June 10, 2012
As I’ve found repeatedly during the course of this project, some books select themselves. In the case of Arto Paasilinna’s The Year of the Hare, the sheer number of people who recommended it made it the only choice. Everyone I spoke to who had anything to say about Finnish literature wanted me to read this book.
The narrative follows Vatanen, a washed-up hack, who finds himself stranded when his photographer drives off and leaves him after their car hits a hare on their way to an assignment. Alone in the woods with nothing but the wounded animal for company, he decides to break with his joyless existence and takes off on a madcap adventure that sees him fighting forest fires, dragging a cow out of a swamp, evading the police, and pursuing a bear to the edge of the White Sea.
This is a deeply funny book with its comedy working on several levels. Paasilinna engineers delightfully ludicrous scenarios – from the crazed bulldozer driver who ploughs his machine out to its doom in the middle of a frozen lake and then sits on its roof cursing onlookers and appealing for rescue, to the genteel woman politely picking hare droppings out of her soup. But he also excels at capturing the knots and non sequiturs in which people tie themselves up – none more so than Vatanen’s wife, whose reaction when she finally gets him on the phone is priceless:
‘If this is looking for a divorce, it won’t work, I can tell you! I’m not letting you off that way when you’ve ruined my life – eight years down the drain because of you! Daft I was to take you!’
The comedy is only one side of it, though. Beneath the robust surface of the jokes and the delicious, picaresque plot, which sees new intrigues erupting in every chapter, moves the swell of a much more profound coming to consciousness. Stripped of the trappings of his lacklustre, urban existence, Vatanen has the space to work out what he really needs for a fulfilling life. His discovery of the simple truth is quietly beautiful:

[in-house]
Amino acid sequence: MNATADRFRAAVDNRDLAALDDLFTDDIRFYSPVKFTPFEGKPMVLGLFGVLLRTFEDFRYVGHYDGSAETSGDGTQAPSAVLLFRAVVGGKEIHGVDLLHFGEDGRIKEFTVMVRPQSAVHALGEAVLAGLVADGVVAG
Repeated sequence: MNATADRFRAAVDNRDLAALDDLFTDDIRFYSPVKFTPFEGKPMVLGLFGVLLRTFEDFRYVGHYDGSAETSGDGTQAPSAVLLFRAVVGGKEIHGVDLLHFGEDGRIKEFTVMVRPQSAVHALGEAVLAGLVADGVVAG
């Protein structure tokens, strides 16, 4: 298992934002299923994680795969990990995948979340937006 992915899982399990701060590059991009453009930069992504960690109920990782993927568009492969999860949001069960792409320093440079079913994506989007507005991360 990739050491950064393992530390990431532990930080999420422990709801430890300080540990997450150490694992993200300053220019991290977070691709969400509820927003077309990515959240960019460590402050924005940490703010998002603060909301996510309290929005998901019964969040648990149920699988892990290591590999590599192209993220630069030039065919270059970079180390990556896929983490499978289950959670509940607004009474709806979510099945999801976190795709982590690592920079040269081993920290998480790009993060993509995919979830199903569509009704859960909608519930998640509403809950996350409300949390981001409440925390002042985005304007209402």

‘There was a half-moon, and the stars were glimmering faintly in the frozen evening. He had his own world, this one, and it was fine to be here, living alone in one’s own way.’
This undertow of self-discovery pulls the narrative along, making the more random episodes – which occasionally feel like short stories rather than chapters in a novel – skim effortlessly along its currents. With the hare as a kind of yardstick for his emotional state, Vatanen sounds the depths of experience. The result is joyful, surprising and touching – definitely one I’ll be reading again.
The Year of the Hare (Janiksen vuosi) by Arto Paasilinna, translated from the Finnish by Herbert Lomas (Peter Owen Publishers, 2009)